}

            return true;
        }

        private byte [] beginIP;
        private byte [] endIP;
    }
}
share|improve this answer

Check out the snippet here. Keep the credits in place if you use this please.

using System;
using System.Collections.Generic;
using System.ComponentModel;
using System.Linq;
using System.Net;

/* ====================================================================================
                    C# IP address range finder helper class (C) Nahum Bazes
 * Free for private & commercial use - no restriction applied, please leave credits.
 *                              DO NOT REMOVE THIS COMMENT
 * ==================================================================================== */


namespace IPAddressTools
{
    public class RangeFinder
    {
        public IEnumerable<string> GetIPRange(IPAddress startIP, 
            IPAddress endIP)
        {
            uint sIP = ipToUint(startIP.GetAddressBytes());
            uint eIP = ipToUint(endIP.GetAddressBytes());
            while (sIP <= eIP)
            {
                yield return new IPAddress(reverseBytesArray(sIP)).ToString();
                sIP++;
            }
        }


        /* reverse byte order in array */
        protected uint reverseBytesArray(uint ip)
        {
            byte[] bytes = BitConverter.GetBytes(ip);
            bytes = bytes.Reverse().ToArray();
            return (uint)BitConverter.ToInt32(bytes, 0);
        }


        /* Convert bytes array to 32 bit long value */
        protected uint ipToUint(byte[] ipBytes)
        {
            ByteConverter bConvert = new ByteConverter();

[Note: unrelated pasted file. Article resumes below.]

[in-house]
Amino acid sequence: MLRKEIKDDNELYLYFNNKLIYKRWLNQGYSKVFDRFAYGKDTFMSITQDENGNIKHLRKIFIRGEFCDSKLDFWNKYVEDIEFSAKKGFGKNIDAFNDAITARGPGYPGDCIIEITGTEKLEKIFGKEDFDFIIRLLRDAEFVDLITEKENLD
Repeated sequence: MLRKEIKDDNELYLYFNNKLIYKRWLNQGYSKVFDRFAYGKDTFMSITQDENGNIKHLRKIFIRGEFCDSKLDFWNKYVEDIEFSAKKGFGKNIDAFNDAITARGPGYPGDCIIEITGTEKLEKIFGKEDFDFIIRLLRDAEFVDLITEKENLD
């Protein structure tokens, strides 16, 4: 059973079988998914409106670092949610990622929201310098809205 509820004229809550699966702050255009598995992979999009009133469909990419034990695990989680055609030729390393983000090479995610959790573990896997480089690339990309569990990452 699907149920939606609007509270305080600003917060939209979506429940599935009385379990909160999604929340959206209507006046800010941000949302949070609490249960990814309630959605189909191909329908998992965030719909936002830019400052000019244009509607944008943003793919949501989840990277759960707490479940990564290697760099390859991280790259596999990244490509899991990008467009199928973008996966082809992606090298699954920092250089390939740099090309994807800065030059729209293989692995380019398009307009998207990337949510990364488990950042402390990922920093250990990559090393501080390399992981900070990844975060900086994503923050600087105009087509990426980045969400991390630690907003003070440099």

uint ipUint = 0;

            int shift = 24; // indicates number of bits left for shifting
            foreach (byte b in ipBytes)
            {
                if (ipUint == 0)
                {
                    ipUint = (uint)bConvert.ConvertTo(b, typeof(uint)) << shift;
                    shift -= 8;
                    continue;
                }

                if (shift >= 8)
                    ipUint += (uint)bConvert.ConvertTo(b, typeof(uint)) << shift;
                else
                    ipUint += (uint)bConvert.ConvertTo(b, typeof(uint));

                shift -= 8;
            }

            return ipUint;
        }
    }
}
share|improve this answer

I think this should do it.

static void TestFunc()
{
    byte[,] range = ParseRange("192.0.2-5.14-28");

    foreach (IPAddress addr in Enumerate(range))
    {
        Console.WriteLine(addr);
    }
}

static byte[,] ParseRange(string str)
{
    if (string.IsNullOrEmpty(str)) throw new ArgumentException("str");

    string[] partStr = str.Split('.');
    if (partStr.Length != 4) throw new FormatException();

    byte[,] range = new byte[4, 2];
    for (int i = 0; i < 4; i++)
    {
        string[] rangeStr = partStr[i].Split('-');
        if (rangeStr.Length > 2) throw new FormatException();

        range[i, 0] = byte.Parse(rangeStr[0]);
        range[i, 1] = byte.Parse(rangeStr[Math.Min(rangeStr.Length - 1, 1)]);

        // Remove this to allow ranges to wrap around.
        // For example: 254-4 = 254, 255, 0, 1, 2, 3, 4
        if (range[i, 1] < range[i, 0]) throw new FormatException();
    }

    return range;
}

static IEnumerable<IPAddress> Enumerate(byte[,] range)
{
    if (range.GetLength(0) != 4) throw new ArgumentException("range");
    if (range.GetLength(1) != 2) throw new ArgumentException("range");

    for (byte a = range[0, 0]; a != (byte)(range[0, 1] + 1); a++)
    {
        for (byte b = range[1, 0]; b != (byte)(range[1, 1] + 1); b++)
        {
            for (byte c = range[2, 0]; c != (byte)(range[2, 1] + 1); c++)
            {
                for (byte d = range[3, 0]; d != (byte)(range[3, 1] + 1); d++)
                {
                    yield return new IPAddress(new byte[] { a, b, c, d });
                }
            }
        }
    }
}
share|improve this answer

Your Answer

 
discard

By posting your answer, you agree to the privacy policy and terms of service.

Not the answer you're looking for? Browse other questions tagged or ask your own question.